Alfred Hitchcock was obsessed with women’s hair. It’s the ultimate symbol of women’s sexual power; a power that he found both irresistible and terrifying. Vertigo is essentially an examination of his own fascination with feminine appearance. The Hitchcock blondes almost always wore their hair in a compulsively arranged manner, suggesting his desire for perfection and control.

Hitchcock generally did not like loose hair on women. He seemed to find it vulgar rather than casually free. In his last real Hitchcock film, Marnie, the eponymous heroine, played by Tippi Hedren, lets her hair down in the opening scene when she in her slutty black-haired incarnation running away with the money, in the honeymoon cruise scene when is forced to perform her marital duties by Sean Connery, in the final scene with her ex-prostitute mother.
Loose morals? loose hair.

Hitchcock’s female stars —the blondes— are all about forehead. Usually coifed with styles swept back or up off the brow, the women’s faces, not their smartly dressed bodies, are the focus of attention. Most prominent, however, is the Tippi Hedren forehead, with a hairline so high as to be directly above the hinge of the jaw, her teased bangs curving up high before billowing back. Clearly, Hedren is meant to encourage a cerebral response, not animal lust; appreciation of her is best rarefied and spiritualised—her grand forehead should deflect any baser drive. Her hairdo reaches for the clouds, invites an airiness and clarity of manner. She is diminutive, with a very slender neck and a piquant tilt to her head; in The Birds, her chartreuse suit amongst the mellow colour scheme of grays, blues and homey yellows marks her as exotic, elegant but strange bird of paradise amongst the seagulls and swallows of Bodega Bay.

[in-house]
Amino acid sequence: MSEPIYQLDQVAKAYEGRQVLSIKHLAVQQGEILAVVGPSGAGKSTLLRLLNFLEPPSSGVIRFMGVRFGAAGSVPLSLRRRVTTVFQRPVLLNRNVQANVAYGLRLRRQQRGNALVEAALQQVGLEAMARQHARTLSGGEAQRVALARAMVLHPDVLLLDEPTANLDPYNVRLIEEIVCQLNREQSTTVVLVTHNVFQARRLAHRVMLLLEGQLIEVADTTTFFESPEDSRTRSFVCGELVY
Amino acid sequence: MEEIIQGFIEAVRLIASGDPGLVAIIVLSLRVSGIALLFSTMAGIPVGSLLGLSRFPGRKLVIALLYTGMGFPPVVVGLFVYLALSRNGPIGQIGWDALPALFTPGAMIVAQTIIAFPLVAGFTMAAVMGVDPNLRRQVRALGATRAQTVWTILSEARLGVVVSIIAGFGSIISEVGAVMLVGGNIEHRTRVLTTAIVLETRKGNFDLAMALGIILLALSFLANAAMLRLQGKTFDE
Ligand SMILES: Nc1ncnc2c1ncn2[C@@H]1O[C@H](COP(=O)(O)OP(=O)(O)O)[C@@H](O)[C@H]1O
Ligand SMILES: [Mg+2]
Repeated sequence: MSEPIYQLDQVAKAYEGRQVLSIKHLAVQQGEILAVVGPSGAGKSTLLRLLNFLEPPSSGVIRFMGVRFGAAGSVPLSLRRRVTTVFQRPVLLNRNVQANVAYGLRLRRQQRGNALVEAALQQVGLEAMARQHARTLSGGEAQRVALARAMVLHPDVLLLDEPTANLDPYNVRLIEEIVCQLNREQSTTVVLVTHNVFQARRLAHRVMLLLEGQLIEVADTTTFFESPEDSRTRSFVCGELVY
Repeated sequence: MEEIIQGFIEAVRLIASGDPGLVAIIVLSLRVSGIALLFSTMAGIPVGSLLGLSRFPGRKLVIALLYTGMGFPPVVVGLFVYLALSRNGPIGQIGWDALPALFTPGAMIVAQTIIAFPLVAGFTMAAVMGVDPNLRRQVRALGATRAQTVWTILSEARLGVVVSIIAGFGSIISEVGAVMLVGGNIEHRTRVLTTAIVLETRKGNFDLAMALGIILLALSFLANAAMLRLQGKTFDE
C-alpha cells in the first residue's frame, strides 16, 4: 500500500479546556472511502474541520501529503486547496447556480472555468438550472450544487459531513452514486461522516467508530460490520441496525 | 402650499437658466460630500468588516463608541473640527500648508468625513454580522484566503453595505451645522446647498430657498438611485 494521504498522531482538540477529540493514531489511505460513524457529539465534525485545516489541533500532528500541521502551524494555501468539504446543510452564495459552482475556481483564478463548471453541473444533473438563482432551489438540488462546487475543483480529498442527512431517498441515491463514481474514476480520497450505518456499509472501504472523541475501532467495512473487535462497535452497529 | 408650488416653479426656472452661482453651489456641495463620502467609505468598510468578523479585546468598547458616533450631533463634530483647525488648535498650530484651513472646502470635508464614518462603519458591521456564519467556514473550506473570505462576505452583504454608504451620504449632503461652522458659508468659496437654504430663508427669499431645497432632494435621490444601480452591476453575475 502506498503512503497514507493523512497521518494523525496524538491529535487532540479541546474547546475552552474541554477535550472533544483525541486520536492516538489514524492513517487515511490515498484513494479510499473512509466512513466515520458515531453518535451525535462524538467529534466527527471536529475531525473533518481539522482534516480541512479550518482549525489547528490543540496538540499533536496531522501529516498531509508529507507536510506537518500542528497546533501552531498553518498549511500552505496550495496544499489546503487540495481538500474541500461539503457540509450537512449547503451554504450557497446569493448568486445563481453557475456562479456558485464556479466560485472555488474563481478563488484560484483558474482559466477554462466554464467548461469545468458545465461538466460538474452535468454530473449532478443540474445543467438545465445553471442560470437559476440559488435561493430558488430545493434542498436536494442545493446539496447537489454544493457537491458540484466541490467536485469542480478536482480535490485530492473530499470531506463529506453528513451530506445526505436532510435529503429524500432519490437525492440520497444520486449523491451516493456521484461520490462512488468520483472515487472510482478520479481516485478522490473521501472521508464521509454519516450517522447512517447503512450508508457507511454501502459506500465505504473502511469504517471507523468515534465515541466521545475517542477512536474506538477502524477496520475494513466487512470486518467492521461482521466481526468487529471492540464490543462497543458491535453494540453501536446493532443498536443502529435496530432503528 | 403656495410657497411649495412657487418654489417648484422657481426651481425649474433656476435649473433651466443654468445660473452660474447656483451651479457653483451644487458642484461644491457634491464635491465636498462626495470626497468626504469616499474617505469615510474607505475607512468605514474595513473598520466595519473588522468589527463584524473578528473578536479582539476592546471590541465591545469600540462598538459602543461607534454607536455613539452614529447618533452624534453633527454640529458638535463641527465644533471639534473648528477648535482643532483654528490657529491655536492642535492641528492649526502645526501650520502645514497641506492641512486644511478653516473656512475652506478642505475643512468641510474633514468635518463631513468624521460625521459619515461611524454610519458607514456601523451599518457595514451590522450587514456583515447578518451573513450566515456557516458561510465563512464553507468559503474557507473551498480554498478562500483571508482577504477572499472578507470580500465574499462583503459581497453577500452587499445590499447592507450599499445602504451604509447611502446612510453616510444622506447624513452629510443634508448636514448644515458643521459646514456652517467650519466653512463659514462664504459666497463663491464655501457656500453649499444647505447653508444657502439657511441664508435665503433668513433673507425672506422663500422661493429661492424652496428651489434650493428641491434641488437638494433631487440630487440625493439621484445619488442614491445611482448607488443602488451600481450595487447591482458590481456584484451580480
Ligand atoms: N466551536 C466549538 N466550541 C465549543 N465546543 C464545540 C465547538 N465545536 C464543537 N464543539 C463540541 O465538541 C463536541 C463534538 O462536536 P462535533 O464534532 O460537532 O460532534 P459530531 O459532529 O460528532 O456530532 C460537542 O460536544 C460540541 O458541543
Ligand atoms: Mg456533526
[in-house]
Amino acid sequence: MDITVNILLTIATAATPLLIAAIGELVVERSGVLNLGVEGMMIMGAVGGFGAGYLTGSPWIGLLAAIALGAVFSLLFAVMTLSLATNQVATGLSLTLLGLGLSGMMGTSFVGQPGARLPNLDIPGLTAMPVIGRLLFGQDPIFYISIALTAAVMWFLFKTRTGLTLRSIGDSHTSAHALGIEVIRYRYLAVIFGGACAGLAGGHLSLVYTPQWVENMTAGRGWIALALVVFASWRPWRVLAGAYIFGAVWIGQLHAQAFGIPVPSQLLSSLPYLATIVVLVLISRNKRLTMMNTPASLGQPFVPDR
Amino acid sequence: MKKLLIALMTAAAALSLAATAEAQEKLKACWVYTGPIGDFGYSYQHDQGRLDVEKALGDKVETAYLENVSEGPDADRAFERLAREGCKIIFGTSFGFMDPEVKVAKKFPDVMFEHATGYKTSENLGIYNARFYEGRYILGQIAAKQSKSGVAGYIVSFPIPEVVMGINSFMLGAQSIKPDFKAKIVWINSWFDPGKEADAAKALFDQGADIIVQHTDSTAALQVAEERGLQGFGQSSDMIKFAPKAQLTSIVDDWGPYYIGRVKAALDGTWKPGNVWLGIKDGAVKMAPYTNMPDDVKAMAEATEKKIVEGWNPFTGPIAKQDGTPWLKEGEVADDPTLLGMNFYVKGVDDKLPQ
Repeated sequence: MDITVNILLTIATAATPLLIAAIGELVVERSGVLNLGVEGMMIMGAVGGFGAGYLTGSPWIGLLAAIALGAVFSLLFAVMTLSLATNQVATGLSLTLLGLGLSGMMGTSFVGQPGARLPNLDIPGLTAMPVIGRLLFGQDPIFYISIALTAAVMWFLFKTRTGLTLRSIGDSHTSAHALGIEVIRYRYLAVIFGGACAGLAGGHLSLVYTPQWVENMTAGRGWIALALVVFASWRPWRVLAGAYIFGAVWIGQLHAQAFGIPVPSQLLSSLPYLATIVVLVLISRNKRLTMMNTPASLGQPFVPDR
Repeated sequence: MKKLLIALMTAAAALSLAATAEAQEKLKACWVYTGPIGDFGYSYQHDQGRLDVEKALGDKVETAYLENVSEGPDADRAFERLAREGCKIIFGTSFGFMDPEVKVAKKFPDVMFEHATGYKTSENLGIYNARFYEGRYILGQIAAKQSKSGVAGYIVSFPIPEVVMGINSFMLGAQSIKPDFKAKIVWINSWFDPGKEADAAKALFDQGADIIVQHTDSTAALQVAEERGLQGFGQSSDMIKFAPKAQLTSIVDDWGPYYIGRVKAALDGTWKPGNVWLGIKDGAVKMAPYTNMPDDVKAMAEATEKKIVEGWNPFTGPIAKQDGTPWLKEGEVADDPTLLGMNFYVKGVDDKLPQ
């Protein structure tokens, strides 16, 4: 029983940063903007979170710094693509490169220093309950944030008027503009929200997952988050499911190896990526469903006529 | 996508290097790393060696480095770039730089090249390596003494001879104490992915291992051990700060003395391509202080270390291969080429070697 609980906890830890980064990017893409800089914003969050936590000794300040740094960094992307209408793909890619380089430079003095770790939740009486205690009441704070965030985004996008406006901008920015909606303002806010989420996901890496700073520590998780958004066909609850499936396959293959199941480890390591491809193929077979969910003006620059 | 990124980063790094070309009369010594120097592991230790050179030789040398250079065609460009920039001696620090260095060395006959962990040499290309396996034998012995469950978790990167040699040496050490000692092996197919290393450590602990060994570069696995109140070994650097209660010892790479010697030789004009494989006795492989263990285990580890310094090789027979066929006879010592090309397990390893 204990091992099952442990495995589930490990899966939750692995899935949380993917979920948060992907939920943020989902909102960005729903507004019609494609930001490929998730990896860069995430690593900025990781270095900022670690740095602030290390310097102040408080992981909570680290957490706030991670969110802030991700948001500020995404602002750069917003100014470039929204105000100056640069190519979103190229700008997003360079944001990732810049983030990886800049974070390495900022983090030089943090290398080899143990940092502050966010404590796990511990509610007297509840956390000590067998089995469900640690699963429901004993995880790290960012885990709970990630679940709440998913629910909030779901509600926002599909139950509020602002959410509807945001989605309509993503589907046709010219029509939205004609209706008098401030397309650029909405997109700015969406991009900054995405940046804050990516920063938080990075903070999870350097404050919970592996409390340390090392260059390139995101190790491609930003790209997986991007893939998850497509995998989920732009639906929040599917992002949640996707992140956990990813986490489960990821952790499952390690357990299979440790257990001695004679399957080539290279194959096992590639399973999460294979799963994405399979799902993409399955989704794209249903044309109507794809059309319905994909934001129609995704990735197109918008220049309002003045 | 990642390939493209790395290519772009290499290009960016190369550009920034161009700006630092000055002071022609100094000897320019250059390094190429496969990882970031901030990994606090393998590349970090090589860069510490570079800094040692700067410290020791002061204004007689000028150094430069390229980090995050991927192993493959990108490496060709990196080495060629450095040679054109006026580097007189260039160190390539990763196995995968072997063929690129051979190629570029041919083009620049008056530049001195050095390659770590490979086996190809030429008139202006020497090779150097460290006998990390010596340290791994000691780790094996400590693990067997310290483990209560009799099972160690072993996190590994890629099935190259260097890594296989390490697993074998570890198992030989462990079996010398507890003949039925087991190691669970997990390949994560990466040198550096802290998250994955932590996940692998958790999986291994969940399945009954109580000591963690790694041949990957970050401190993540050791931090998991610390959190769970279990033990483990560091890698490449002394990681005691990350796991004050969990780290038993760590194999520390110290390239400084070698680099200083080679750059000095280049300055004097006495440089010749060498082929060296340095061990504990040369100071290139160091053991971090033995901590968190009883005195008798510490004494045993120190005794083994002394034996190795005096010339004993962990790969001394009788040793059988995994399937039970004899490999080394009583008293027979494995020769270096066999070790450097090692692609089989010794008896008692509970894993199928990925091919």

Yet she doesn’t strut or preen. Hedren has a sensible carriage; she wears her well-tailored suits as if she had been paid nicely to model them, and she’s pragmatic about the expectations she must fulfill while working in this capacity. She makes her way through the world with an economy of movement. Her bearing suggests that she knows just what’s appropriate, and can be relied upon not to give more or less. As the black-haired mystery woman in the opening of marnie, Hedren clutches her vivid yellow purse to her side; the purse is puckered suggestively and bulging with lubricious promise, yet, as the camera pulls out, Hedren’s backside isn’t seen to comply with such possibilities. It barely wiggles: this lady is no-nonsense: she travels with measured and determined steps down the platform.